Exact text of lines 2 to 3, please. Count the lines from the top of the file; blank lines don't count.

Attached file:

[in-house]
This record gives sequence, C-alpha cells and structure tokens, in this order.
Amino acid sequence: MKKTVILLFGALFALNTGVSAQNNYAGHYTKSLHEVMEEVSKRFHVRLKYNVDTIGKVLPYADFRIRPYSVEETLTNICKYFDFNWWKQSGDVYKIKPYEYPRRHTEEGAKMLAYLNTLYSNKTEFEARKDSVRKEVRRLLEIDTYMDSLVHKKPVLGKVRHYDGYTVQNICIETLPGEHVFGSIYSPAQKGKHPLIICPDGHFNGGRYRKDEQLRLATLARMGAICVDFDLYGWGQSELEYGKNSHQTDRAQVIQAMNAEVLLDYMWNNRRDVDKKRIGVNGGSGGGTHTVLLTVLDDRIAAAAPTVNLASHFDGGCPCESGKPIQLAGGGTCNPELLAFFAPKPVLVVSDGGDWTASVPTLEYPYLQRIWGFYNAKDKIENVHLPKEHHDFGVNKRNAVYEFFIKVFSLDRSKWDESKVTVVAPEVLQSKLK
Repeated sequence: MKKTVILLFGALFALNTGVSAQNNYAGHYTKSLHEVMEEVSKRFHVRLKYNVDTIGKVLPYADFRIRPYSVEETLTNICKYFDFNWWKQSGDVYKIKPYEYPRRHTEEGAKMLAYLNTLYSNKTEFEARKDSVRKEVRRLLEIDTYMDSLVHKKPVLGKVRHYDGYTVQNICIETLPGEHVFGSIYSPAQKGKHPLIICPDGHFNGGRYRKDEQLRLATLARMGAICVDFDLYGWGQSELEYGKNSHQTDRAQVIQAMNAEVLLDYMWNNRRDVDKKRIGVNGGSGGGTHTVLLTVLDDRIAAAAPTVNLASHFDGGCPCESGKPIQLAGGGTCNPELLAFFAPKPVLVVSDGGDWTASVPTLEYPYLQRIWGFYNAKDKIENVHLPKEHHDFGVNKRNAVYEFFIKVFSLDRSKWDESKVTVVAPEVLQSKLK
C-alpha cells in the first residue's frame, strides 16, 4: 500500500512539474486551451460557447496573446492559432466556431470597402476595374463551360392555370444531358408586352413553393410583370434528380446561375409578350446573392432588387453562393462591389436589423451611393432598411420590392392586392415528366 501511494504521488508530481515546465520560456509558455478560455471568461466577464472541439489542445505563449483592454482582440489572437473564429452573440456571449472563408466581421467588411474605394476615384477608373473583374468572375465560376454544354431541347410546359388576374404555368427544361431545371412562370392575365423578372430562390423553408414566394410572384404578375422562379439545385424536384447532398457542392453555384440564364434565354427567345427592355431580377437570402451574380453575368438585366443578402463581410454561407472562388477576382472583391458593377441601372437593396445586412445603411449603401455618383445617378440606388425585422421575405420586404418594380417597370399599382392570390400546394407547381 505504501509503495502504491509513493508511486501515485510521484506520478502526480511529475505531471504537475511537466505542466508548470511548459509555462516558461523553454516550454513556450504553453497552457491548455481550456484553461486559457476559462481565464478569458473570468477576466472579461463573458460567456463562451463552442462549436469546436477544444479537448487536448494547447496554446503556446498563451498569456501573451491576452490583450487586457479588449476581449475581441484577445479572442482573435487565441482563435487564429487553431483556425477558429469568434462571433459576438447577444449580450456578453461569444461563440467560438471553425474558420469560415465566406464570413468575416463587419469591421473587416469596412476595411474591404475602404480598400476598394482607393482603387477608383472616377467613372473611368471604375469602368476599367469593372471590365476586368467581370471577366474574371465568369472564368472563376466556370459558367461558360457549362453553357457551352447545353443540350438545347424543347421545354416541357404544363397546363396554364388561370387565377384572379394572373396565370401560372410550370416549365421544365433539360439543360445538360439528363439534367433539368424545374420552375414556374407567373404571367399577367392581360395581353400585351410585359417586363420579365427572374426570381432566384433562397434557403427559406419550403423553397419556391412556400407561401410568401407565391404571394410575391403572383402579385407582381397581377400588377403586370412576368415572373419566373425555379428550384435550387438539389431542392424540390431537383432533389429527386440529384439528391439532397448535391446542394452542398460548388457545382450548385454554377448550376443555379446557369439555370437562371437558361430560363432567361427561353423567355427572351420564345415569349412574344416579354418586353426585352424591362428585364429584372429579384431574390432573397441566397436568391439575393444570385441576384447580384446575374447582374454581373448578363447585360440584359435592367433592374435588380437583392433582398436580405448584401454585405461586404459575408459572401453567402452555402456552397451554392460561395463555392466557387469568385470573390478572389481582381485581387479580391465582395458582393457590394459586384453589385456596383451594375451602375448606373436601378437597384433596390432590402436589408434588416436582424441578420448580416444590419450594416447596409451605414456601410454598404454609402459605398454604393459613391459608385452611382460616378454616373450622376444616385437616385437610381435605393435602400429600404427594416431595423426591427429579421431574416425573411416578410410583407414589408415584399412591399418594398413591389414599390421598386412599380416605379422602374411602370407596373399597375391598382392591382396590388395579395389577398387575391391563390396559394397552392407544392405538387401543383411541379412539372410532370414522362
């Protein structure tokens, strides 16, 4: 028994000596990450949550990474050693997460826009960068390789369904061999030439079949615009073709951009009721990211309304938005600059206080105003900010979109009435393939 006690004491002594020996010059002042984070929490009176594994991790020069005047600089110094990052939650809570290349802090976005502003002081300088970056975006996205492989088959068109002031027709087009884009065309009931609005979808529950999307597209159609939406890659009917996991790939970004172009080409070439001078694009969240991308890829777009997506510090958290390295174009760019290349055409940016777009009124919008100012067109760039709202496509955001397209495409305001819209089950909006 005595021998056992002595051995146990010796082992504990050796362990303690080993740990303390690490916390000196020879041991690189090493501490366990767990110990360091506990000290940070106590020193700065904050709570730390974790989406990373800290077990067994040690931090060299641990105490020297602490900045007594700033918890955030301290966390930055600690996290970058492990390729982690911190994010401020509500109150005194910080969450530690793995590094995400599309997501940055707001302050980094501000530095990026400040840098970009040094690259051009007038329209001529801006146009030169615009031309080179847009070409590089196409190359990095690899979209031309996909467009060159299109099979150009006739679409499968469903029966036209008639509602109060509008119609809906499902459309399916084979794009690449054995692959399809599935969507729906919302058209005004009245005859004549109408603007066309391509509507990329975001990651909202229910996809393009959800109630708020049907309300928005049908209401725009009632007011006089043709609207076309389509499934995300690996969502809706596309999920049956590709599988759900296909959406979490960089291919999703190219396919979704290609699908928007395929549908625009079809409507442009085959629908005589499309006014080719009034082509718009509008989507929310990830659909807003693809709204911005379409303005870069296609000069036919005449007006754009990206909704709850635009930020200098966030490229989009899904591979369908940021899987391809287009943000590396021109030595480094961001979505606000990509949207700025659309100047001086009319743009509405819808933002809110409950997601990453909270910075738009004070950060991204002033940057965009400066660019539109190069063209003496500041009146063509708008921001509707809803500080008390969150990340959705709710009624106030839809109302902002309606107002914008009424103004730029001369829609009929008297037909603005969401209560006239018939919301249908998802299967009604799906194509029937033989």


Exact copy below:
This record gives sequence, C-alpha cells and structure tokens, in this order.
Amino acid sequence: MKKTVILLFGALFALNTGVSAQNNYAGHYTKSLHEVMEEVSKRFHVRLKYNVDTIGKVLPYADFRIRPYSVEETLTNICKYFDFNWWKQSGDVYKIKPYEYPRRHTEEGAKMLAYLNTLYSNKTEFEARKDSVRKEVRRLLEIDTYMDSLVHKKPVLGKVRHYDGYTVQNICIETLPGEHVFGSIYSPAQKGKHPLIICPDGHFNGGRYRKDEQLRLATLARMGAICVDFDLYGWGQSELEYGKNSHQTDRAQVIQAMNAEVLLDYMWNNRRDVDKKRIGVNGGSGGGTHTVLLTVLDDRIAAAAPTVNLASHFDGGCPCESGKPIQLAGGGTCNPELLAFFAPKPVLVVSDGGDWTASVPTLEYPYLQRIWGFYNAKDKIENVHLPKEHHDFGVNKRNAVYEFFIKVFSLDRSKWDESKVTVVAPEVLQSKLK